Susceptibility patterns and tolerance mechanisms of Staphylococcus Epidermidis biofilms to Physico-chemical stress exposure
OCHIENG’, Charles Olwal
MetadataShow full item record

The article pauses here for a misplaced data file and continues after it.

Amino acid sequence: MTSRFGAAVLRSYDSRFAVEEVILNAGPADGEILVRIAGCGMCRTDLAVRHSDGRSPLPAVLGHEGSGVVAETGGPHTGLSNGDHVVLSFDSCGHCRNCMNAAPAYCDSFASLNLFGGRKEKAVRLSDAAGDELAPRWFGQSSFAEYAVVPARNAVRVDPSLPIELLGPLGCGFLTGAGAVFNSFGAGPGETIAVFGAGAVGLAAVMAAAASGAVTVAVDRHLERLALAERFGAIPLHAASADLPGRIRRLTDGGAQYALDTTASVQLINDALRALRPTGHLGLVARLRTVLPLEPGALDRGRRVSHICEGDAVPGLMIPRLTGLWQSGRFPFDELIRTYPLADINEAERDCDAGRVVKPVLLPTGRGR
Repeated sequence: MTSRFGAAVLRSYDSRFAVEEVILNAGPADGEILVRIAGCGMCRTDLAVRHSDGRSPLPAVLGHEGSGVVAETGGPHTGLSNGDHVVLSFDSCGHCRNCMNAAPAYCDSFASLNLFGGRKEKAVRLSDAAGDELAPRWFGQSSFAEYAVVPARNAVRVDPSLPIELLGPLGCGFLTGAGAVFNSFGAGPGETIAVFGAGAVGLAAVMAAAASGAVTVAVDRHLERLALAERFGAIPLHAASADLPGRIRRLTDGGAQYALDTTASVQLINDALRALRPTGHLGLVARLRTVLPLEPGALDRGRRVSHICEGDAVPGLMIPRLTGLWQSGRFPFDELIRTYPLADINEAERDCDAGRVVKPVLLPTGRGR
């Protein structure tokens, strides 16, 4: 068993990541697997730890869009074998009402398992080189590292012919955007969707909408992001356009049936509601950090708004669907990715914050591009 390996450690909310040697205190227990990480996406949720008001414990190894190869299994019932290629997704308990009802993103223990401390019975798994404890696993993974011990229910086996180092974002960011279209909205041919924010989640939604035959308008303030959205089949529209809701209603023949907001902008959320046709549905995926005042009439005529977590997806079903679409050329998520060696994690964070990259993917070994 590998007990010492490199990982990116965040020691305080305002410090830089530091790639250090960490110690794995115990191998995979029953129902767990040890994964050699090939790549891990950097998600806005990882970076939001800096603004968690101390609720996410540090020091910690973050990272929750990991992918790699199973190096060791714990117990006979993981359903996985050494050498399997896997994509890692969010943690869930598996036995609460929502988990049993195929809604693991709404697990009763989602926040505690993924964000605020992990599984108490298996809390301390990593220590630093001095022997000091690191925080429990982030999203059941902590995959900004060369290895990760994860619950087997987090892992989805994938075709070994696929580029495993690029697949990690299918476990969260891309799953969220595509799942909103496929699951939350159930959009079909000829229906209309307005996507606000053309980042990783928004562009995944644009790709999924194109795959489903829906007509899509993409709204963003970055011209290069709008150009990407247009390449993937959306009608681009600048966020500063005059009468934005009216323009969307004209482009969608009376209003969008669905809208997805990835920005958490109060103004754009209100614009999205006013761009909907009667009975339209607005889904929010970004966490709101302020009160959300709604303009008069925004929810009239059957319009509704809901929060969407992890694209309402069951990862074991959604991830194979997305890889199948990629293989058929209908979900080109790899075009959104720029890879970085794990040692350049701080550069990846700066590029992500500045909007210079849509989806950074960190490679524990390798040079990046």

Bacterial biofilms remain a major public health burden. Staphylococcus epidermidis biofilm is the predominant cause of biofilm-associated infections. Kisumu county has a high circulation of antibiotic resistance genes, which is attributable to S. epidermidis biofilm, necessitating effective S. epidermidis biofilm control. Given the high tendency of bacteria to develop resistance to antibiotics, S. epidermidis biofilm control using physico-chemical disinfection is a suitable approach. In Kisumu county, heat (60°C), 1.72 M sodium chloride (NaCl), 0.178 M sodium hypochlorite (NaOCl) and 1.77 M hydrogen peroxide (H2O2) are the commonly used disinfectants. Studies on susceptibility of bacterial biofilms to disinfectants have focused on structurally or metabolically unique bacterial species; hence, offer limited insights on general biofilm disinfection. Despite S. epidermidis being a model and the most clinically relevant biofilm, its susceptibility patterns to the disinfectants remain undocumented. Mechanisms, including reduced diffusion through biofilm matrix, physiological heterogeneity within biofilm or persister cells are linked with high biofilm tolerance against antimicrobials. However, these mechanisms only provide partial explanations for biofilm’s tolerance against fewer antibiotics, but not physico-chemical stresses, necessitating exploration of conclusive tolerance mechanisms. Although studies have implicated extracellular DNA (eDNA) and alternative sigma factor B (σB) in planktonic cells’ tolerance against stressors, their contribution in biofilm’s (S. epidermidis included) tolerance against physico-chemical stress exposure remain unknown. Hence, the susceptibility patterns, eDNA release and σB activity of S. epidermidis biofilm in response to physico-chemical stress exposure were evaluated. One S. epidermidis isolate per skin swab of sixty-two Kisumu county residents was used to generate a pair of biofilm and planktonic cultures. A post-test study design was adopted. The pairs were exposed to 60°C, 1.72 M NaCl, 0.178 M NaOCl or 1.77 M H2O2 for 30 and 60 min for susceptibility determination using standard plating. Further, the pairs were exposed to optimal physico-chemical stresses (50°C, 0.8 M NaCl, 5 mM NaOCl or 50 μM H2O2) for 60 min for eDNA and σB activity quantification using qubit fluorometry and quantitative real-time PCR respectively. Statistical differences between groups were determined by t-tests using GraphPad Prism software. Significantly fewer S. epidermidis biofilms were killed upon exposure to 60°C, 1.72 M NaCl, 0.178 M NaOCl or 1.77 M H2O2 than the planktonic cells (p < 0.0001). Unlike NaCl, biofilms exposed to 50°C, 5 mM NaOCl or 50 μM H2O2 exhibited significantly higher eDNA yields and σB activity than planktonic cells (p < 0.05). These findings demonstrated that S. epidermidis biofilm was more tolerant to the disinfectants, and that eDNA and σB activities contributed to its tolerance against the disinfectants. Collectively, the findings could inform on development of efficient disinfection approaches against S. epidermidis biofilm by targeting eDNA and/or σB; hence, reducing the burden and spread of antimicrobial tolerance.